A policy dialogue on “Emergency Preparedness of Schools” was held by the Education Forum Sri Lanka (EFSL) on June 5th, 2021, via Zoom.
Full Video: PD#16, 2 hours 32 minutes (In English)
- Current situation and the future, Argentina – Dr Silvina Gvirtz, Former Minister of Education, Buenos Aires Province, Buenos Aires | Video
- Education policy in the era of Covid-19, the case of Israel – Prof. Izhar Oplatka, School of Education, Tel Aviv University | Video
- Pakistan’s strategy for emergency preparedness, Ms Baela Raza Jamil, Idara-e-Taleem-o-Aagahi, Pakistan | Video
- English schools’ response to Covid-19, Dr Katya Saville, University College London, UK | Video
- Emergency preparedness of schools, Mr Gareth Manning, Think Global School | Video
Panelists gave a vivid picture of the situation in each country and concluded with their own take on emergency preparedness. First, we present a set of recommendations abstracted from their presentations and present each country context next.
RECOMMENDATIONS FOR EMERGENCY PREPAREDNESS:
- Do not forget that the right to education applies in emergencies as well.
- Mainstream emergency response actions and budgets; Link emergency responses in education to existing social protection programs.
- Make plans for equitable access to digital infrastructure, but do not rely on the Internet as the main mode of distance education in the short term. Connectivity and access to online content takes time
- Restructure education systems, including curricula, pedagogy, assessments, and education administration such that teachers and students can seamlessly move from school-based education to distance education and vice versa:
- Provide devices and offline digital content for students; At a minimum, ensure that all children have textbooks and workbooks in hand.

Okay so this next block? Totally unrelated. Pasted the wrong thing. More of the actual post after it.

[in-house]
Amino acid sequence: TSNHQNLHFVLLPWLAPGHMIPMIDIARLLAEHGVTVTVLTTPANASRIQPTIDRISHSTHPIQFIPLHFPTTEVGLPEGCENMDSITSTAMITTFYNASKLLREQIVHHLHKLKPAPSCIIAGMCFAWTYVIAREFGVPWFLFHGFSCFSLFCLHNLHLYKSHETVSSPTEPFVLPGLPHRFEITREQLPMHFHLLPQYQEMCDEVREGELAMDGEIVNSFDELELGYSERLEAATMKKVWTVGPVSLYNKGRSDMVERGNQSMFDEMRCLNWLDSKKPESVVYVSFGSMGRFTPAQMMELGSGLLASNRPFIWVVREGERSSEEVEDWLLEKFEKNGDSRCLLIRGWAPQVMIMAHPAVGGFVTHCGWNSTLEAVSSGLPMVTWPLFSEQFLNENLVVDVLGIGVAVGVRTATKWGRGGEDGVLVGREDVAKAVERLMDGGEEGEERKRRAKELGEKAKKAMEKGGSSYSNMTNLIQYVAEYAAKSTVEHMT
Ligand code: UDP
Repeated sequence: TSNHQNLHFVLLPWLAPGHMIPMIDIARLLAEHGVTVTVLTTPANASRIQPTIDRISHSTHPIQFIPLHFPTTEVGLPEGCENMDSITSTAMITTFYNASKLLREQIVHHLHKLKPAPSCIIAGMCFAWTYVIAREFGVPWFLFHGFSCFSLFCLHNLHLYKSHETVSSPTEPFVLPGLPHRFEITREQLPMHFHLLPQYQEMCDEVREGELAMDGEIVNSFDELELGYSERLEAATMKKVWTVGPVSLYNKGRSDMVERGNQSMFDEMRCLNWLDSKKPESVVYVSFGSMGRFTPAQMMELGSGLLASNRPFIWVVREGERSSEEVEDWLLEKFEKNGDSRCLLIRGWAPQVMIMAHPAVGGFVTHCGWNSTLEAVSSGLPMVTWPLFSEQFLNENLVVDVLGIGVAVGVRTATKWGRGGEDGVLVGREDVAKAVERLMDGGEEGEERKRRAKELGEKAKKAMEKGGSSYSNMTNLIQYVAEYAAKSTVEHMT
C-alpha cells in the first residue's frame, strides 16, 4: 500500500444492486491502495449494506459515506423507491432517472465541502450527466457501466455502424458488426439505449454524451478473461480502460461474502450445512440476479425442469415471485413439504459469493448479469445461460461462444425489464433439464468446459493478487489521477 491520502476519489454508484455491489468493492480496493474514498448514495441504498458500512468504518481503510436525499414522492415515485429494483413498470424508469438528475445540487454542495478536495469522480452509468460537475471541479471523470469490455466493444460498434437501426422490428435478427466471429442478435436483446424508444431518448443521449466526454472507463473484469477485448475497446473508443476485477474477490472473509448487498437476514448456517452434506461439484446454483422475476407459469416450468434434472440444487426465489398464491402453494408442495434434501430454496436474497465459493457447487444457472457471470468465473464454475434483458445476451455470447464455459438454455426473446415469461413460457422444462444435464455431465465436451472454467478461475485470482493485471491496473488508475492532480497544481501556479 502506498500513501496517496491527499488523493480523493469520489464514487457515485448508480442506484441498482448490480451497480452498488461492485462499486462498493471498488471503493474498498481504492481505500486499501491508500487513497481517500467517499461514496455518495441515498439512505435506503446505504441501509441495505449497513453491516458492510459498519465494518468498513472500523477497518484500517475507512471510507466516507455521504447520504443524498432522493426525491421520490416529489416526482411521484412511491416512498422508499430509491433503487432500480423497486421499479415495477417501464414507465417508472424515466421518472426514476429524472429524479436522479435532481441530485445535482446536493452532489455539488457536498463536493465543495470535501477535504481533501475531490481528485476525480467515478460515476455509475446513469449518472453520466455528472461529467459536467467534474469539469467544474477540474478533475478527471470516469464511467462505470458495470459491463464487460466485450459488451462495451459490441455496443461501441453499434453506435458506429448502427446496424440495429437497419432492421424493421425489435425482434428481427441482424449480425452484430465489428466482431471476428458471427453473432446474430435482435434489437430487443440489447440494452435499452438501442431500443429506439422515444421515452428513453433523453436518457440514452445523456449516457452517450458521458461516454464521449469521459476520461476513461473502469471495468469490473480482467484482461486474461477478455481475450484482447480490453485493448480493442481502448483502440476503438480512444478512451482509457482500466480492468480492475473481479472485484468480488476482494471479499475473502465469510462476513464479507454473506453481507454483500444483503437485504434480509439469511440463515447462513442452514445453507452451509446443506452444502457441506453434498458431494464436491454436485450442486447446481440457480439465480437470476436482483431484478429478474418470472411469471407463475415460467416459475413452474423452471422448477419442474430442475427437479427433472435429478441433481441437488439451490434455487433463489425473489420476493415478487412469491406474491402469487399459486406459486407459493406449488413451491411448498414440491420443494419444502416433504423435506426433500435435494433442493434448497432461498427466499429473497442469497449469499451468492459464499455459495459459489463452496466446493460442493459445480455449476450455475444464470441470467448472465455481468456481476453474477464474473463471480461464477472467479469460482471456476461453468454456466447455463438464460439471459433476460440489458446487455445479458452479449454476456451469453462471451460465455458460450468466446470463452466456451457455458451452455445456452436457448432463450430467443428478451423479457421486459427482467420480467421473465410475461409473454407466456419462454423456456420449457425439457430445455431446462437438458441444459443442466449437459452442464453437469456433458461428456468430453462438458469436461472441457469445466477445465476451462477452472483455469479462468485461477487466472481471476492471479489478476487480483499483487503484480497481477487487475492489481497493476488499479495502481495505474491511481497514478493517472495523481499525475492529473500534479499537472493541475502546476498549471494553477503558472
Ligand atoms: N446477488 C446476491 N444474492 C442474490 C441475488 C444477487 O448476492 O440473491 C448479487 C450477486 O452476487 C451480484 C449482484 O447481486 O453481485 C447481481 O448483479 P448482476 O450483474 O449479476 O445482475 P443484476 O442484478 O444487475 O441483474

- Focus on basic subjects such language and math, encouraging teachers to teacher other content through evocative tasks and project-based approaches, and paying more attention to social emotional learning (SEL).
- Give agency to children to become self-directed learners.
- Improve the rigor of school-based assessments such that they can be credible substitutes for national exams, and identify ways of rewarding schools for success in imparting SEL.
- Communicate the importance of delegating education delivery to schools or peripheral authorities and focusing on policy coherence to national level decision makers.
Observations of panelists about the situation in Argentina, Israel, Pakistan, UK and Globally are as follows:
Dr Silvina Gvirtz provided an overview of the impact of the pandemic across Argentina, emphasizing its varied effects in different parts of the country. She presented the situations of students with varied levels of access to education – from those who have been participating in hybrid education, to those able to access virtual/distance education with adequate devices and connectivity, to those who have had no contact with their schools since the onset of the pandemic. Almost 1 million children were seen to have lost contact with their schools, emphasizing the extent of inequitable access to distance education within the country. Commenting on the future of the education system, she noted that well-known policies that currently exist include those pertaining to technological infrastructure (to ensure that students have devices with content as well as connectivity) and the dissemination of textbooks and other printed materials, which would be just as important. She stressed that schools and the education system as a whole should be reorganized.
Professor Izhar Oplatka commented on the “unstable policy” presented by the Israeli government in response to the pandemic, noting that the response was confusing, poorly organized and unsystematic. Students in grades 1-2 had have of the class in school for 3 days of the week, those in grades 3-4 had 18 students in one classroom, grades 5-6 had 2 days in school (with 18 students in a class) and classes over Zoom, and those in grades 7-12 had 2 days in school as well as Zoom classes. However, 30% of students in grades 1-2 did not participate in Zoom classes, 490 000 students cannot connect to the Internet, 34% of parents reported having insufficient hardware, and underprivileged families struggled to print study materials. He noted that more attention will have to be paid to students’ emotional well-being returning to classes, emphasizing social value and group cohesion as a way to maneuver the trauma of the pandemic.